3. Goering also had something of a reputation as a balloon-buster, believe it or not. Observation balloons were prized, but very difficult, targets: Eddie Rickenbacker, in the process of describing Frank Luke as being slightly off-kilter for his habit of ballon hunting, once described them as “protected by about a million machine guns.” They also usually needed to be attacked several times before they’d ignite, since the hydrogen inside had not yet mixed with oxygen. The first pass or two let O2 in through the bullet holes, pass number 2-? tried to set the lifting gas off.

  4. Frank Luke, Jr., the American flyer who specialized in “Balloon-busting,” was noted as something of a cowboy: pugnacious (a former boxer), strong-willed to the point of arrogance, and brave to the point of recklessness (or vice-versa). All were proven as he was shot down and killed after igniting three balloons, making a total of 19 career victories and winning the Medal of Honor posthumously. His SPAD was also equipped with the split armament. Incidentally, there was at the time some war convention forbidding the use of incendiary ammunition against humans or human-equipped targets such as airplanes. Any Allied pilot who fell into German hands was under orders to insist he shot his incendiaries at balloons only; the Germans had threatened to shoot incendiary-ammunition possessors for war crimes.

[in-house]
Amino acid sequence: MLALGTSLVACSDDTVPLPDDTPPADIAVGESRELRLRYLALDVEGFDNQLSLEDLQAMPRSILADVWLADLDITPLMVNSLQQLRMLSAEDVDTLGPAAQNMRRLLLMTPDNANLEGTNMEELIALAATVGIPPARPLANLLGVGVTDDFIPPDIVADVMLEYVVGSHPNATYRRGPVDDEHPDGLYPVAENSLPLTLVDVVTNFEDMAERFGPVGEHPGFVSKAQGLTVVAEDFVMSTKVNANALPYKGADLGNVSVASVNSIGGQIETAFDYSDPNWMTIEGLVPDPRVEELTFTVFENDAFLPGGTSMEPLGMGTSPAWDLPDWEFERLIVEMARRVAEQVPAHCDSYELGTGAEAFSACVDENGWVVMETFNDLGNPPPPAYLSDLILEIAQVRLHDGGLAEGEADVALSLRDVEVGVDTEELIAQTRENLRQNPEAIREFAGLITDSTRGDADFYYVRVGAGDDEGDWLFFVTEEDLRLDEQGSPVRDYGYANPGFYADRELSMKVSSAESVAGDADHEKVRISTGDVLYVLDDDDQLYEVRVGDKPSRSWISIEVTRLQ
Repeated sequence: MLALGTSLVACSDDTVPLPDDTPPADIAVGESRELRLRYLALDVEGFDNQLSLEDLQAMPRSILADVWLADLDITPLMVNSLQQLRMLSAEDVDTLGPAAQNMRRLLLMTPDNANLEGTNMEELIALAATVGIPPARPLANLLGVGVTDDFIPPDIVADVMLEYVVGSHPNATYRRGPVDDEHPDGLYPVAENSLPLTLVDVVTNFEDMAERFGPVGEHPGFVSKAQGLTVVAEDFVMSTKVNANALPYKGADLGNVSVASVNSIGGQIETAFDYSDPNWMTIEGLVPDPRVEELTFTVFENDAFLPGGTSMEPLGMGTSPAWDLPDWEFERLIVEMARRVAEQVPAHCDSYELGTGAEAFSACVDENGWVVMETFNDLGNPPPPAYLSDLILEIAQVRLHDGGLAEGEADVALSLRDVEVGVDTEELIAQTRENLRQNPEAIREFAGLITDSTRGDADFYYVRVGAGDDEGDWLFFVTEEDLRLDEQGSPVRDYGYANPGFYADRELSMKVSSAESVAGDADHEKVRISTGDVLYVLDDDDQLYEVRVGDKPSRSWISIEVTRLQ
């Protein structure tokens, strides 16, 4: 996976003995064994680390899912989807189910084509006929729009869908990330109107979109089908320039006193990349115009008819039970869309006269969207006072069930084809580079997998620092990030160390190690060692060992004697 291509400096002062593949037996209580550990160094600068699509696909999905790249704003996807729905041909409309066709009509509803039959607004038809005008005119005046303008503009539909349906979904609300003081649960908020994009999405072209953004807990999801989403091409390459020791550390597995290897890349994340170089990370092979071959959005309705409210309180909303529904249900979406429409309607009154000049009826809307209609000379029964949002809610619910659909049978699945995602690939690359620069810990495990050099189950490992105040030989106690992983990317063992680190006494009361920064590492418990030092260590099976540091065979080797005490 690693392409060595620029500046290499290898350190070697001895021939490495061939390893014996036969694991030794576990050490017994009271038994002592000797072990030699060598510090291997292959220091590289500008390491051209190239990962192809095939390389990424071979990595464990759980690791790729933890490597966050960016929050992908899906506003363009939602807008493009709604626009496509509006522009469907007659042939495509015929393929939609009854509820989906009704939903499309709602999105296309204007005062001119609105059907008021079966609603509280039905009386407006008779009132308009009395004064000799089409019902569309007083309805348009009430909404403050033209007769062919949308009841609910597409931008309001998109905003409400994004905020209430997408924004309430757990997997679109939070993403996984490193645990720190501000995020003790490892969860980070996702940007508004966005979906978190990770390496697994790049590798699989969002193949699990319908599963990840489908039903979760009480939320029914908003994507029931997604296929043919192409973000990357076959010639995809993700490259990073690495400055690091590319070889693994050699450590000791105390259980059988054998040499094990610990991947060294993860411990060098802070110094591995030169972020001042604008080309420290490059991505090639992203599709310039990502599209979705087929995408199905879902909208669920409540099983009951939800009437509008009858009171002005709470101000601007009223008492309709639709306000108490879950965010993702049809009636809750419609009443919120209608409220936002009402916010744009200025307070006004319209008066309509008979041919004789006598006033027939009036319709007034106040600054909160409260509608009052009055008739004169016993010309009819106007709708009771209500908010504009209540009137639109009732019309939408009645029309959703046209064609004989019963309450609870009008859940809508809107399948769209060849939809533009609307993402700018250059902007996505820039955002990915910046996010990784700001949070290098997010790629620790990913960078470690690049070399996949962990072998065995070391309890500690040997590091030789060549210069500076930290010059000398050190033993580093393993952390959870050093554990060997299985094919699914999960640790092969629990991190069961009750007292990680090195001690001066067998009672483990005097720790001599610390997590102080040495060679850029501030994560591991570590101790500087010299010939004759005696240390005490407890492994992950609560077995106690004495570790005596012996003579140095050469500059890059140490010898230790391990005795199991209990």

• “(…)pugnacious (a former boxer), strong-willed to the point of arrogance, and brave to the point of recklessness (or vice-versa).(…)”
      That being said, for me it seems like aviation during rise-of-flight era was attractive for adventure-seeking man, with inclination to take risks. First Imperial-Russian pilot to take down enemy aircraft – P.N.Nesterov – do so by ramming it and in effect lost life.
      A.A.Kosakoff only scored his first by ramming, though he managed to survive that http://www.theaerodrome.com/aces/russia/kozakov.php

  5. French pilot Roland Garos – https://en.wikipedia.org/wiki/Roland_Garros_(aviator) – famously was the first to shoot down another aircraft by firing through the propeller arc of hi own aircraft, using deflector plates on the propeller.

    Belgian pilot Willy Coppens famously “landed on” a balloon he was attempting,pting to shoot down. He had shot it free of its mooring and it rose up and lifted his plane as he crossed it. He had the presence of mind to shut off his engine until he slithered off, restarted his engine and flew away. https://en.wikipedia.org/wiki/Willy_Coppens